OK. I'm not talking about you (necessarily). It's just a thought that I've had for a while: A lot of indie developers make these games that are super fancy and "elegant" because that's what they think indie is supposed to be about. The term "art game" or the phrase "it's not a game, it's an experience" makes me wonder if these developers realize that some people's negative reaction might just be because the game is not fun, or engaging. I'm not suggesting that every game should be fun, or just a rogue-like top-down shooter, but I disagree with the mentality of "if it's not 'artsy', it's not worth it". I believe that some games should be considered art, like Gone Home. But I also believe that some game should just be fun, like the newly released High Hell and there's space for both of these types, it just depends on what kind of game you want to make. This got started as an argument I had with a colleague about how art games try to be smart and how often that gets in the way of an enjoyable experience, so I would love to hear your opinion on this: Are indie game supposed to shoot for the moon in terms of narrative and "artsyness", or are they supposed to be entertaining and just fun?
Your Artsy Game Probably Sucks
I agree with your point about the "Business" of big studios and the risks small studios can make. It can be very easy to forgot the the biggest Studios are often owned by (Third-Grade Finance Warning) Shareholders, and that to them a atmospheric game may not be something they want to show Shareholders who want to make money. Which tragically can lead to Sequel 2: Sequel: Reloaded.
It's why I love indies. You can make things and not (generally unless our ramen budget is threatened) and not worry about the risk. Big Studios. You have 3+ million shareholders curious about the quarterly results.
Do you think Gone Home could've done anything to be more valuable in your sight? ( I haven't played it by the way, just generally curious)
Don't want to get off topic with a deep discuss of Gone Home, but in a nutshell, it's a walking simulator so there is no game to play. That can be fine, but if you're not providing any gameplay, you better have a damn interesting story. Gone Home does not. It's also way overpriced for its length. So I suppose to answer your question, things it could do to be better is either have some actual game to play, or have an interesting story, or both.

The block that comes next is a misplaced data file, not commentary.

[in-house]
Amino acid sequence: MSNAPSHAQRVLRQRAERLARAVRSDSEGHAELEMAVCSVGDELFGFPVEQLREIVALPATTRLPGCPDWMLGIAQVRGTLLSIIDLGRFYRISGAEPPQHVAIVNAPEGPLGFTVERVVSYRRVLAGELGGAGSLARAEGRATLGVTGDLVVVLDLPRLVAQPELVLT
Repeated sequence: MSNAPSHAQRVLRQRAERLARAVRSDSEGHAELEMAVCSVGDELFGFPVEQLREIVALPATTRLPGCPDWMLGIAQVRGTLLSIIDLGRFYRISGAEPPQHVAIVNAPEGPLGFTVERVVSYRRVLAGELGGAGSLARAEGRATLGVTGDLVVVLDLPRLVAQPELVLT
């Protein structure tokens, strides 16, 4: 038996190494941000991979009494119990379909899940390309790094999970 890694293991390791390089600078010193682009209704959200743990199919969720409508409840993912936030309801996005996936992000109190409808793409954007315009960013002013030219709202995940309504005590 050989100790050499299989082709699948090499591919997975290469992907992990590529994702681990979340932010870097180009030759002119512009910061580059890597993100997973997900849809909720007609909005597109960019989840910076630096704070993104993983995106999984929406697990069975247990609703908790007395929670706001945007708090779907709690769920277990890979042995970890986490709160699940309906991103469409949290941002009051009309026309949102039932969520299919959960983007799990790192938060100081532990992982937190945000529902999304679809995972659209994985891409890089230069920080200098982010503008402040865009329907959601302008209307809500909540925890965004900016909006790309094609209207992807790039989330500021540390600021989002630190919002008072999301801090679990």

Ah thanks! I've always been curious about peoples thought. If you don't mind answering a more personal question: (and a broad one at that) what's a good price to length ratio? It's very subjective, but that has been debate I've heard a couple times about walking simulators or short artsy games.
The price for length really depends very much on the genre of game. The best way to determine this when making a game is to look up popular games that are similar and see what they are selling for and how long they are.
For adventure games (what I usually play and make), the going rate at the moment seems to be about $2-$3 per hour of gameplay. For RPG's however, that may have a longer play time but only because of repetitive battles (grinding) taking up a lot of the time, the cost per hour is going to be much less than that.
It also highly depends on the quality of the game as well. It also depends on how well-known the studio is. A well-respected studio known for quality games can charge more and still get enough sales. It also gets cheaper per hour the longer the game is, too. If you make an adventure game that's 50 hours long, that doesn't mean you can charge $100 for it because no one is going to pay $100 for an adventure game.
There are a lot of factors that come into this, but as I started off saying, the best way to find out a price for your game is to look for similar games of similar lengths that are doing well, and see what they're priced at.
An indie game isn't "supposed" to be anything
Couldn't agree more. That's the beauty of it, total freedom to do what you think a certain audience would enjoy.
Really good point there, I didn't think about the overlapping of the two sides and how it doesn't have to be one or the other. Thanks!